pour-and-serve creamers. What’s more, Gregg adds, powdered creamers
tend to be less expensive, making them the more economical choice those on
a fixed income.
That’s not to suggest that creamer companies are
giving up on powdered products. On the contrary, they continue to invest in
the segment. Nestlé, whose Coffee-Mate product holds the top spot
among both refrigerated and shelf-stable creamers, introduced Latte
Creations, a shelf-stable powdered product that delivers “quite a
nice head of foam and a milky latte taste profile,” Peddle Rguem
But it’s clear their primary focus is on the
refrigerated, mostly flavored, end of the business.
In response to growing concerns over the health risks
of trans fats, International Delight recently announced the elimination of
partially hydrogenated soybean oil from its entire product line, including
all sizes of refrigerated creamers and shelf-stable portion control cups.
According to Gregg, the change in formulation not only resulted in a
healthier creamer for consumers, but a better-tasting one as well.
Spice of Variety
International Delight also recently unveiled its first
co-branded flavor, Hershey’s Chocolate Caramel. The product was
originally introduced as a seasonal product, available in portion-control
cups in convenience stores and gas station coffee services. According to
Gregg, so-called alternate channels, such as convenience stores and gas
stations, present an enormous opportunity for companies like International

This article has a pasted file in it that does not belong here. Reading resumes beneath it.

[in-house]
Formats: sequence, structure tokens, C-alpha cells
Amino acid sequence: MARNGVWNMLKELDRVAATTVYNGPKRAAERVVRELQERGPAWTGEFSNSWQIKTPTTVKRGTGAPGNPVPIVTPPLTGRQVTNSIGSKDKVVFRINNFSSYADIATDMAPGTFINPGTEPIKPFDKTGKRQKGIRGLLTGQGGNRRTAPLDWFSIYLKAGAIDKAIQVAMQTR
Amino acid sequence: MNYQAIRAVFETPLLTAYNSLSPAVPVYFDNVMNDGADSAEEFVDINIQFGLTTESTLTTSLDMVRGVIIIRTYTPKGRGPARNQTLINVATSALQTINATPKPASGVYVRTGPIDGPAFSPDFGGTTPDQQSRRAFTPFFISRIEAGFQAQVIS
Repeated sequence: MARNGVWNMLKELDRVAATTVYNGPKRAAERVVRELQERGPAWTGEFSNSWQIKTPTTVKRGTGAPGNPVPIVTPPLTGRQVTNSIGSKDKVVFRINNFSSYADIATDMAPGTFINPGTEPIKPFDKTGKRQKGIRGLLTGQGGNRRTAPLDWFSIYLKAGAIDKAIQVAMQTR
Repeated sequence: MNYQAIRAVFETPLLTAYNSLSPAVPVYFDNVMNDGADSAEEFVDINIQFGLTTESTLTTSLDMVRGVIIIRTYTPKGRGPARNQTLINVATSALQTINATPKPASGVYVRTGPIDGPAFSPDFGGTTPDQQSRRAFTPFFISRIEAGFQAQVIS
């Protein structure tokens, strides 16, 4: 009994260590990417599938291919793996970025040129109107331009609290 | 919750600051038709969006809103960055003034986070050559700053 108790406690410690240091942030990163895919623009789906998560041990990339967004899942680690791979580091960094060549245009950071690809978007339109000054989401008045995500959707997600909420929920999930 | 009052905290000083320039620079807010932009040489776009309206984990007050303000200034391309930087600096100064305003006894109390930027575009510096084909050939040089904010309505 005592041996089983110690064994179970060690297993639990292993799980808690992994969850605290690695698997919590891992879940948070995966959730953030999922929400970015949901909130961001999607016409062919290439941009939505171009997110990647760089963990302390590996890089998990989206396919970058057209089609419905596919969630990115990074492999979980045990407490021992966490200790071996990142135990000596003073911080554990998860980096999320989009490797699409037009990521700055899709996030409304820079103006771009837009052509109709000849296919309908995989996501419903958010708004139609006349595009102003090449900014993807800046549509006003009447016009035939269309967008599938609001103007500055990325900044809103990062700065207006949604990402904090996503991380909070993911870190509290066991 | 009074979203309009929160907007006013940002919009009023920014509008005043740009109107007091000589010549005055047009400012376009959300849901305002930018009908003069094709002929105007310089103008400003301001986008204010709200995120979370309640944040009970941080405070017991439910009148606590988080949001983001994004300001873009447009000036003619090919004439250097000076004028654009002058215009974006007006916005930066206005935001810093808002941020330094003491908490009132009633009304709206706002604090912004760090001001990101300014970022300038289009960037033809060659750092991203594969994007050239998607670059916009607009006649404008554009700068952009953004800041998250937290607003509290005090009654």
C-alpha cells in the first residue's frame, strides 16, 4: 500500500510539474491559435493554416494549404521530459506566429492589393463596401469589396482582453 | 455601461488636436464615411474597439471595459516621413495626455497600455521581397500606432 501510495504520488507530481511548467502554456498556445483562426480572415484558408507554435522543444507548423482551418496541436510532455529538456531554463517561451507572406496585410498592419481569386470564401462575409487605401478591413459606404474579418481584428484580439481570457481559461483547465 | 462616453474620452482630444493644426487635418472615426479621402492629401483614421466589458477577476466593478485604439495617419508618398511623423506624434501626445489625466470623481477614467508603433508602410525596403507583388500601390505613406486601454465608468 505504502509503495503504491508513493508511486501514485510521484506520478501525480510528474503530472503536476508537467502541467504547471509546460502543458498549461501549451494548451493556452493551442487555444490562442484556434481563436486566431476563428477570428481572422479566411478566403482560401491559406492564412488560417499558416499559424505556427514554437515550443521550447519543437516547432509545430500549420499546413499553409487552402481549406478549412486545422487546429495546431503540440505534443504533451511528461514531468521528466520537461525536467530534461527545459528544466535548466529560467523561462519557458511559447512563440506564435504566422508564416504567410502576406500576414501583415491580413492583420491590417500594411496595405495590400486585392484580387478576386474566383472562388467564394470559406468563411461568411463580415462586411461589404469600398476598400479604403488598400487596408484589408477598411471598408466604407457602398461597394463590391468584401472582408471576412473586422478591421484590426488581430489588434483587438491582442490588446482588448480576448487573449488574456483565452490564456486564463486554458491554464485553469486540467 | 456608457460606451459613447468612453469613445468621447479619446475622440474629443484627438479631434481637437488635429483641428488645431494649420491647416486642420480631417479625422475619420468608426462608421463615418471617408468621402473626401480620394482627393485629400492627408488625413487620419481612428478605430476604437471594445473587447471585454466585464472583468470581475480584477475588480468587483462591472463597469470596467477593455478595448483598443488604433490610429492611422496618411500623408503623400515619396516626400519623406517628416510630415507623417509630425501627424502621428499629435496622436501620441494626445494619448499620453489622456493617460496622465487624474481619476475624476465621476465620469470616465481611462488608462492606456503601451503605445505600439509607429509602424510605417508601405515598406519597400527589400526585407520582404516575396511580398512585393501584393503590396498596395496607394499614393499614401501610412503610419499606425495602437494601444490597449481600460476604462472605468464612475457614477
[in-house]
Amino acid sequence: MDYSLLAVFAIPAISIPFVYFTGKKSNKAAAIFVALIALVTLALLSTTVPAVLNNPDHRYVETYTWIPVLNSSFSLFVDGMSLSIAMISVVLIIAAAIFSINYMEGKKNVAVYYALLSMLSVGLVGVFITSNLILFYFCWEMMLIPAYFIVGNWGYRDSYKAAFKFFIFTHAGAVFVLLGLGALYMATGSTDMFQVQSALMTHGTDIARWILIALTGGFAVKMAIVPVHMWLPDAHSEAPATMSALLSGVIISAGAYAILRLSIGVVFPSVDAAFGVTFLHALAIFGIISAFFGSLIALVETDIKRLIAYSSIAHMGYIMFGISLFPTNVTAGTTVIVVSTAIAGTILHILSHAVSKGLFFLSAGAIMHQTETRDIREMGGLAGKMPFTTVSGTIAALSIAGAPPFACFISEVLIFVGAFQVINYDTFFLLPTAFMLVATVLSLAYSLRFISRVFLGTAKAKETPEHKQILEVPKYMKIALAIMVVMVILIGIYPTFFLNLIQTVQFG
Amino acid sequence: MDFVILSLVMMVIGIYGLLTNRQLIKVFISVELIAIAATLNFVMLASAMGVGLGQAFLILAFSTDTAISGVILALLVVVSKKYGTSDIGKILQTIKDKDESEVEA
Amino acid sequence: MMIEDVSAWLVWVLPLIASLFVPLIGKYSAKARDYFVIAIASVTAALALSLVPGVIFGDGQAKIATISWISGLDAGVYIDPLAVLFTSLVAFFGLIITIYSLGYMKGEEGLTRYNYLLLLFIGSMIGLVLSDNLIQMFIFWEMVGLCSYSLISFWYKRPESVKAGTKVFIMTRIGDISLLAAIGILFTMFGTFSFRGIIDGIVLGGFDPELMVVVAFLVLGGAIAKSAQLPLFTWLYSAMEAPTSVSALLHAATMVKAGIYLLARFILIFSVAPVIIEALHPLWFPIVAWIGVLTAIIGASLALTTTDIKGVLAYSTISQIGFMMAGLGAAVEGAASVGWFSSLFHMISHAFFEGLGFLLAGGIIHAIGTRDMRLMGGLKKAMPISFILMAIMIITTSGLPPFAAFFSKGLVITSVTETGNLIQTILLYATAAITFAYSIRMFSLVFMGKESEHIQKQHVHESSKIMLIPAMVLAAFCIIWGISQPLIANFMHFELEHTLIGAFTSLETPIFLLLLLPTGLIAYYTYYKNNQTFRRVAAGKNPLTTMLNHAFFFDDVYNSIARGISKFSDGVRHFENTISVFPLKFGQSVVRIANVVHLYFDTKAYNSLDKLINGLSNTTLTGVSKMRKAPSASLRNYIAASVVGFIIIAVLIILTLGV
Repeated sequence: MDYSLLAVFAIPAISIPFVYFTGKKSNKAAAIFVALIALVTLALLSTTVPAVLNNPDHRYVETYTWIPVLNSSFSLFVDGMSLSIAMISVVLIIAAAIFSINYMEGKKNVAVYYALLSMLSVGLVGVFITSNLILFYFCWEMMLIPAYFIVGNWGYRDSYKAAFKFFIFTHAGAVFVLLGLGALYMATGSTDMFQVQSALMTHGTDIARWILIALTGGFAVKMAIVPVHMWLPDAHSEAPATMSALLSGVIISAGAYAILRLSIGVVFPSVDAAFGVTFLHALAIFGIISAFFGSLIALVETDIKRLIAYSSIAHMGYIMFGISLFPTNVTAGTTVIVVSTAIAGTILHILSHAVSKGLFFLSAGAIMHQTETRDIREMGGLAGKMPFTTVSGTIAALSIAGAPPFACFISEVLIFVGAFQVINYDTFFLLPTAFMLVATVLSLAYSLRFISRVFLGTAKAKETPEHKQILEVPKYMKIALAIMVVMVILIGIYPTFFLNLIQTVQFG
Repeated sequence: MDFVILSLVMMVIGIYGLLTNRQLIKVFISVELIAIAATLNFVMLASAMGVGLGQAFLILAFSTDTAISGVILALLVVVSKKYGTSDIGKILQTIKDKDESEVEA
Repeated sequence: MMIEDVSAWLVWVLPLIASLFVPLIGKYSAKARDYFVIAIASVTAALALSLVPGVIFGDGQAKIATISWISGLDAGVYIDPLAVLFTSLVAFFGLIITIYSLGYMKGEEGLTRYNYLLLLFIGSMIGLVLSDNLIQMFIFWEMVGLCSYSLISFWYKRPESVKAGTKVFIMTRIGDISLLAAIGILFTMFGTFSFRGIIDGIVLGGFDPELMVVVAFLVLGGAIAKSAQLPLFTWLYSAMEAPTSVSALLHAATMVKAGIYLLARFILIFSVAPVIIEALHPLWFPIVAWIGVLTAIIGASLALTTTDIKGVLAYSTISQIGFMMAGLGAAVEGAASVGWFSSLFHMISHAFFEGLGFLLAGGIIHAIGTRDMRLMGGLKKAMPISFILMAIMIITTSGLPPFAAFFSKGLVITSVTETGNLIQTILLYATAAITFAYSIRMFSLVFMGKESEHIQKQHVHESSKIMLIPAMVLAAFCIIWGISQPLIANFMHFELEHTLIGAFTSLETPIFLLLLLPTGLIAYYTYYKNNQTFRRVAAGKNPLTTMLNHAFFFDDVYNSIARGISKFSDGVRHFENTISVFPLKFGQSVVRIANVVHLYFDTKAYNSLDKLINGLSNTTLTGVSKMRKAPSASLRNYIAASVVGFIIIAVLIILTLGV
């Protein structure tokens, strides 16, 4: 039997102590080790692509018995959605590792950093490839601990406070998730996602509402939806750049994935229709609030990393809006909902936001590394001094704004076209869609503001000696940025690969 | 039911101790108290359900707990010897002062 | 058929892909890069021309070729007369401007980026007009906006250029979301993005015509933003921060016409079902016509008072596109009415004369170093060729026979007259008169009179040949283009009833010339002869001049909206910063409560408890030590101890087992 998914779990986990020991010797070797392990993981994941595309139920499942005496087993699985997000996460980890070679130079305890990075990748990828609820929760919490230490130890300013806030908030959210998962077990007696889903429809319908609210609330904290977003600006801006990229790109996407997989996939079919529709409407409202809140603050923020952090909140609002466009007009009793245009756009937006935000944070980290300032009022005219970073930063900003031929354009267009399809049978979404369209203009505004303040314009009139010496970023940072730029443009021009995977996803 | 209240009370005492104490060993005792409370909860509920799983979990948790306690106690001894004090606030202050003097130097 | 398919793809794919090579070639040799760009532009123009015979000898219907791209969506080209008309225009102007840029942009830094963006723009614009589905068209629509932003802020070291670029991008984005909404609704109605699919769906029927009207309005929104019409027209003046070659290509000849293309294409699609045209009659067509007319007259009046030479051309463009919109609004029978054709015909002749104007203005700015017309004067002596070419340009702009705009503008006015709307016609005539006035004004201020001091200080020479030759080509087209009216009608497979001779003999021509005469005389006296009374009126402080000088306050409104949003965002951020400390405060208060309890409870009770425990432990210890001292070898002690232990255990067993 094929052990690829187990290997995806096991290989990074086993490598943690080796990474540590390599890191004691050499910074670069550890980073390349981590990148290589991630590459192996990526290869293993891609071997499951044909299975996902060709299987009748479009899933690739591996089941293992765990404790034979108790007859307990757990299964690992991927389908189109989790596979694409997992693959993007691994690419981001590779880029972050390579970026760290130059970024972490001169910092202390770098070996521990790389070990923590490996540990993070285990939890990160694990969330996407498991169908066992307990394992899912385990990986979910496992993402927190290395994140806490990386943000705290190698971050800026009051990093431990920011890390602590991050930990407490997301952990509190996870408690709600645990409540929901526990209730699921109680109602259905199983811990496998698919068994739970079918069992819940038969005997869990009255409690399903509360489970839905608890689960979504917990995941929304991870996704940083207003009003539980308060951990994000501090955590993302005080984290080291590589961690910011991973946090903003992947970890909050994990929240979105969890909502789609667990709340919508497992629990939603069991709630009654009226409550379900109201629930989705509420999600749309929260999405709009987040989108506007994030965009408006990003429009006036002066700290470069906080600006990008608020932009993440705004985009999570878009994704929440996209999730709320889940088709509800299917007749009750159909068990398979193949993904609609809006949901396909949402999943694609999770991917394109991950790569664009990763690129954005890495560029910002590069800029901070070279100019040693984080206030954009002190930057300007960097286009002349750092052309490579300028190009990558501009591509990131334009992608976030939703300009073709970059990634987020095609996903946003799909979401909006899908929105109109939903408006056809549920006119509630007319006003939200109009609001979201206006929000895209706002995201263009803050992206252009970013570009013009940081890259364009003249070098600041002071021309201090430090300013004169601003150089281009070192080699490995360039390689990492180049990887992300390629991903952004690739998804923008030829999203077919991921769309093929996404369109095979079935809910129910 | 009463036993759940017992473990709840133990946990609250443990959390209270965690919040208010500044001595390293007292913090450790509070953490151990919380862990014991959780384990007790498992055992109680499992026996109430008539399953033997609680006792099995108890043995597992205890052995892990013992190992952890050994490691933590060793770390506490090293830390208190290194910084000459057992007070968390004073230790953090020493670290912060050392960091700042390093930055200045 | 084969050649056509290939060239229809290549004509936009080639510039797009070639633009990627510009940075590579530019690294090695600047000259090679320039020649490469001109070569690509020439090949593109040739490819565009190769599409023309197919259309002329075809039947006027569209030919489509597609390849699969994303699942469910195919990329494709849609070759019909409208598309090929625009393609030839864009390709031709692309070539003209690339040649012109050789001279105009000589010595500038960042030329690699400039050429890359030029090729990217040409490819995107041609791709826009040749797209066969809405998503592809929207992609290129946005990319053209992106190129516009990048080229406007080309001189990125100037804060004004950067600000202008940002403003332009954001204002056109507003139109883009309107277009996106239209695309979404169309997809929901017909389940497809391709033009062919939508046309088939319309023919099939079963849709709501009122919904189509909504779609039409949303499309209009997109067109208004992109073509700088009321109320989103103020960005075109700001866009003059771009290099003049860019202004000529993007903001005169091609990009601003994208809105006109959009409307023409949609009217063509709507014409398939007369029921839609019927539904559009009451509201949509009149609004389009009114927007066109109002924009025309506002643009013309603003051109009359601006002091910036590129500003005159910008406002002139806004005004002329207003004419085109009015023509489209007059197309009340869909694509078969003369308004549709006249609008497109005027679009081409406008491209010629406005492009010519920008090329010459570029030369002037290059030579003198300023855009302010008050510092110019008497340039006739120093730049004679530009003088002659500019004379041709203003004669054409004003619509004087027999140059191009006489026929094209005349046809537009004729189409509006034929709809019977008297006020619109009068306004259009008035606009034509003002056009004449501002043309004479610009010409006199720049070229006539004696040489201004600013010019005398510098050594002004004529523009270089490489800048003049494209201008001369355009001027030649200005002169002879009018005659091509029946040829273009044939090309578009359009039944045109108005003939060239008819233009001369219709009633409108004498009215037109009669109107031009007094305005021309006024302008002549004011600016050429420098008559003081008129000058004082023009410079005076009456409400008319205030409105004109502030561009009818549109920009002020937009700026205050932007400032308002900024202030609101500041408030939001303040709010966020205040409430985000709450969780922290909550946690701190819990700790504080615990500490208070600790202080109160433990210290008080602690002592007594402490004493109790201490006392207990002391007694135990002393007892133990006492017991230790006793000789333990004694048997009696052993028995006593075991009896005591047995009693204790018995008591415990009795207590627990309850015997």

Delight. Not only does it tend to boost overall consumption of its
products, but it also creates trial among those consumers who either
haven’t tried the brand before or have yet to discover the benefits
of liquid creamers.
Likewise, Peddle Rguem says the club channel has
become a major focus for Nestlé, which introduced a liquid
concentrate Coffee-Mate creamer in Sam’s Club stores. The
shelf-stable product comes in a 2-liter pump bottle, making it ideal for
use inconvenience stores and small businesses.
In the retail grocery segment, Nestlé has
launched a number of rotating and seasonal Coffee-Mate flavors, including
Pumpkin Spice, Peppermint Mocha, Toffee Nut, Crème Brulee,
Gingerbread and Egg Nog. The company’s most recent promotion
encourages consumers to “choose coffee’s next perfect
mate” by voting for which indulgent new flavor they would like to see
in their grocery store. Their choices are Coconut Cream, Vanilla Chai
Spice, Chocolate Orange Truffle and the Hispanic-influenced Tres Leches.
A tie-in promotion with the American Historic Inn
Association offers Land O’Lakes half & half consumers the
opportunity to win an all-expense-paid trip to one of America’s most
romantic bed and breakfasts. According to Gregg, the “Get Away with
Your Better Half” sweepstakes is designed to bring some excitement to
the somewhat lackluster half & half category and help it to shed its
Chelsea, Mass.-based HP Hood sought to add some
excitement to the half & half category when it introduced Simply Smart
Fat Free Half & Half. Meanwhile, Coffee-Mate became one of just a few
brands to sell a flavored half & half by introducing a vanilla variety; other flavors could be in the offing.
Seeking to answer the growing demand for more soy
products, Nestlé recently launched two soy-based Coffee-Mate
creamers — original and vanilla — regionally in the Pacific
“There are people who really like soy products,
but there are a lot of people out there who think that soy has a beany
taste that’s not very good,” Peddle Rguem says. “We are
really trying to shift that paradigm and say, ‘Hey, you can have
great taste and get the goodness of soy at the same time.’”
Julie Cook Ramirez is a freelance journalist based in
the Chicago area.